Columnist for Yahoo Lifestyle Australia, Sophie Dillman. Sophie will provide intimate knowledge about everything from her time on Home and Away to what it’s like to be famous and experience love at work.
The number one question I get asked – When will I have a baby? It honestly surprises me how often this question comes up, and from who.
I am asked when I am going to have a baby every interaction I have with the media, fans and even strangers on the street, who don’t know what I do for work. My point being is I am not special being asked this question. I believe still, in 2023 this is the question that plagues young women their entire childless existence. I do think (THINK) we are past the belief that women belong in the home; but it is evident that society still sees having a child as the pinnacle in a women’s life.
Why is it only women are asked that question?
Because it is still often believed that men have more to life than simply procreating while women do not, I can say with absolute certainty that Paddy will never be asked that interview question if I am not present.
Since you’ve been appearing on television five days a week for so long, your followers are highly interested in your life. I am sincerely appreciative to such people. I have been quite open in the media about many different facets of my life and health because people see you so frequently that they think they know you. But what if I was having trouble becoming pregnant? Suppose I didn’t want to have kids? How are you supposed to explain those things to journalists or complete strangers without feeling the effects?
Can’t find any positives
If I am really honest I do not know how parents do it. Every article I read about pregnancy says its far from magical… more like hell.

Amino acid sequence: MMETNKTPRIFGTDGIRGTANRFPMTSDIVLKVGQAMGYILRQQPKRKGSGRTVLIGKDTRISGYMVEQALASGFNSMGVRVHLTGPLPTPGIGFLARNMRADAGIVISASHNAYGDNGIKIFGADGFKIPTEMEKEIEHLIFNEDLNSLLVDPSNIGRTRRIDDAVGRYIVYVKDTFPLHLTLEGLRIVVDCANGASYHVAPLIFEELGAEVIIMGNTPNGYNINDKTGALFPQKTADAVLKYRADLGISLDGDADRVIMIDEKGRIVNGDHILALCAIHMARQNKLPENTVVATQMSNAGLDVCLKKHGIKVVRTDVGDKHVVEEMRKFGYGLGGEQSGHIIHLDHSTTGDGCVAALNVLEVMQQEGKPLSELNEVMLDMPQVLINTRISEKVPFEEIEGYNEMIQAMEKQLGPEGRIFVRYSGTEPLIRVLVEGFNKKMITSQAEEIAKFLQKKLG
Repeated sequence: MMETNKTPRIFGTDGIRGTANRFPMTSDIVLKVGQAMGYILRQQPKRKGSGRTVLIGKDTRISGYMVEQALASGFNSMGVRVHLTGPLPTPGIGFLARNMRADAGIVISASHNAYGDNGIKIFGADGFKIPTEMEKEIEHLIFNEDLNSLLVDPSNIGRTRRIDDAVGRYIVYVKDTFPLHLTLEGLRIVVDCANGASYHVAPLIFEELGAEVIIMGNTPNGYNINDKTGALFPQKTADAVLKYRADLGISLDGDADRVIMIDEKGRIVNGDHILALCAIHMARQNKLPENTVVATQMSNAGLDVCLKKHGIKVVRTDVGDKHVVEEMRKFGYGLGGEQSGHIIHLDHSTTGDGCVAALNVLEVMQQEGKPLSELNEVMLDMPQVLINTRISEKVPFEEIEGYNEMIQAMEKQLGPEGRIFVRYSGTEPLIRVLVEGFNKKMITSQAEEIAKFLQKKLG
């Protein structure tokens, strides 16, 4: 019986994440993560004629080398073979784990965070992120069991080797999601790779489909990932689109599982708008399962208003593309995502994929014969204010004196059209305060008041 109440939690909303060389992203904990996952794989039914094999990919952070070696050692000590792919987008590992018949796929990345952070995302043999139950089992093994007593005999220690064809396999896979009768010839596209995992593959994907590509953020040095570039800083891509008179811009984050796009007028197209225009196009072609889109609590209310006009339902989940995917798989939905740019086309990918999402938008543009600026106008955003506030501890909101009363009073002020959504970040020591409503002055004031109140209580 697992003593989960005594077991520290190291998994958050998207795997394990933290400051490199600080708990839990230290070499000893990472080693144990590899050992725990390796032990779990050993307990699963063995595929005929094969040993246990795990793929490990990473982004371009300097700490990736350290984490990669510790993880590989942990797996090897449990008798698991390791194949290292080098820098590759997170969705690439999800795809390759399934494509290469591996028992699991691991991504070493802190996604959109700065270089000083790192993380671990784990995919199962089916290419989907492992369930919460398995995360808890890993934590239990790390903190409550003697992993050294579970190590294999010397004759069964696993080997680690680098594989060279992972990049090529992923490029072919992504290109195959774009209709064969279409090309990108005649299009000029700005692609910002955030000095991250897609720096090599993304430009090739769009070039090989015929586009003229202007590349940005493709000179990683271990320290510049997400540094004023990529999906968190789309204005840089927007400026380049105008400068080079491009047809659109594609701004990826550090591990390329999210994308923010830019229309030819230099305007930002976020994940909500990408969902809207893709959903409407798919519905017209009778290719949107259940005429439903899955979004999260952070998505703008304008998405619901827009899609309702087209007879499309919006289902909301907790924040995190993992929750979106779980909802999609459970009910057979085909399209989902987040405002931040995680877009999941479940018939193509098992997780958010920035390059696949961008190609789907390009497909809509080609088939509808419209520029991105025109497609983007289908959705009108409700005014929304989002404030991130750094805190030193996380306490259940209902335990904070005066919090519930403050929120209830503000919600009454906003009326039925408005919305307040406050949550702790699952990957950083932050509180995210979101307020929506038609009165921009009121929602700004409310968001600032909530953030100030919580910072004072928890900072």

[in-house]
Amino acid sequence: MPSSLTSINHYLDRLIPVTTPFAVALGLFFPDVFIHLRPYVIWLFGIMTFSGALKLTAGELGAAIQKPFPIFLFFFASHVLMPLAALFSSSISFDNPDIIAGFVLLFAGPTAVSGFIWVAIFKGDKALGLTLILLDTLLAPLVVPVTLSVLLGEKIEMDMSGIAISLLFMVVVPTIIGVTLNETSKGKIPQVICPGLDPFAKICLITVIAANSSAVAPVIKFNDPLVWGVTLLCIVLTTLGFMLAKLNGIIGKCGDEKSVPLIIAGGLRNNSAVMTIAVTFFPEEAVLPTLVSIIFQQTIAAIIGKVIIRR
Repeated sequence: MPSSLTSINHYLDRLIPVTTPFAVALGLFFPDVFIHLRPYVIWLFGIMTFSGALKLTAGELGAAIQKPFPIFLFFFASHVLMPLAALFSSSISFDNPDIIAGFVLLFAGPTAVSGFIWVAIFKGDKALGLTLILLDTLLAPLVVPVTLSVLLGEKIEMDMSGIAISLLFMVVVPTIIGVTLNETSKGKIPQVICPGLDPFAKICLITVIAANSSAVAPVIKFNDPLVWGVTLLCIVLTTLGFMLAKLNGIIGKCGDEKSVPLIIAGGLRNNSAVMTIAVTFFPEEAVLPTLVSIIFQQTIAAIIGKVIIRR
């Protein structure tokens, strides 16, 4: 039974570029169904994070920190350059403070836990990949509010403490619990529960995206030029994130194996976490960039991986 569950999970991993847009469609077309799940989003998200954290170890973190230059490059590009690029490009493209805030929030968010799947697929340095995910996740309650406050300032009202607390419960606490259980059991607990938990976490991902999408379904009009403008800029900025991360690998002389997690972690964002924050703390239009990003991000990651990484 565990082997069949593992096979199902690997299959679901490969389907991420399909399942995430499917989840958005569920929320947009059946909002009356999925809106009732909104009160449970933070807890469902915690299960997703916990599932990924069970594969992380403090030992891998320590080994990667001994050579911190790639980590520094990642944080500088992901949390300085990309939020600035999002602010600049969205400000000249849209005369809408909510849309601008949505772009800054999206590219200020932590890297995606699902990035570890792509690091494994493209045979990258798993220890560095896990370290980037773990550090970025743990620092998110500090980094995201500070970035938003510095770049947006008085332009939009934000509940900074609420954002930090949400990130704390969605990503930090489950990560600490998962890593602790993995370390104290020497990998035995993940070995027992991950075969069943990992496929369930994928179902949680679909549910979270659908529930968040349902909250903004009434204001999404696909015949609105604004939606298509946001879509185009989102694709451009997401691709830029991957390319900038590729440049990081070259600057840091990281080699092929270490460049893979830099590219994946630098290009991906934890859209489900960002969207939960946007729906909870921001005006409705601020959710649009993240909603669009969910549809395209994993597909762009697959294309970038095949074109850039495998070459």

Then comes the politics of childbirth, sleeping patterns, going back to work, dummies and breastfeeding. Sh*t if I have just grown another human inside me, you best believe I am going to decide what’s best.
Then comes sleepless nights, parental leave, endless sickness, feeding schedules – all of which no one ever talks about in a positive light. The business of raising children needs a new marketing team because I can’t find ANY positive resources floating around right now.
Of course, finances also must be considered. I currently live in a one-bedroom apartment and the rent is obscenely expensive, how will I ever afford the back yard, the education, the holidays that I was given in my childhood?
What about my career?
The professional sacrifice comes after these anxieties. There is no other option; working women must take time off to give birth and care for their infants; they must be pushed out and fed. Women are pushed down the job ladder as a result of having to balance parenting and returning to work while also being without pay for a while.
The fact that my looks matters in my career adds an additional layer of complexity for me. There is only so much a flowy dress can conceal, and at eight months pregnant, I couldn’t play a lady who isn’t pregnant. Along with being a mother, I will also have a drastically different body after giving birth, which might alter the roles I am eligible for.
There is a lot to consider, and if I’m being completely honest, I’m not ready to think about it. I sincerely hope to one day start a family, but it is really none of your business except mine. Women are the reason we have Monopoly, Rock & Roll, and the ability to wash our hands to kill germs! We are much more than just a period of time for reproductive choices.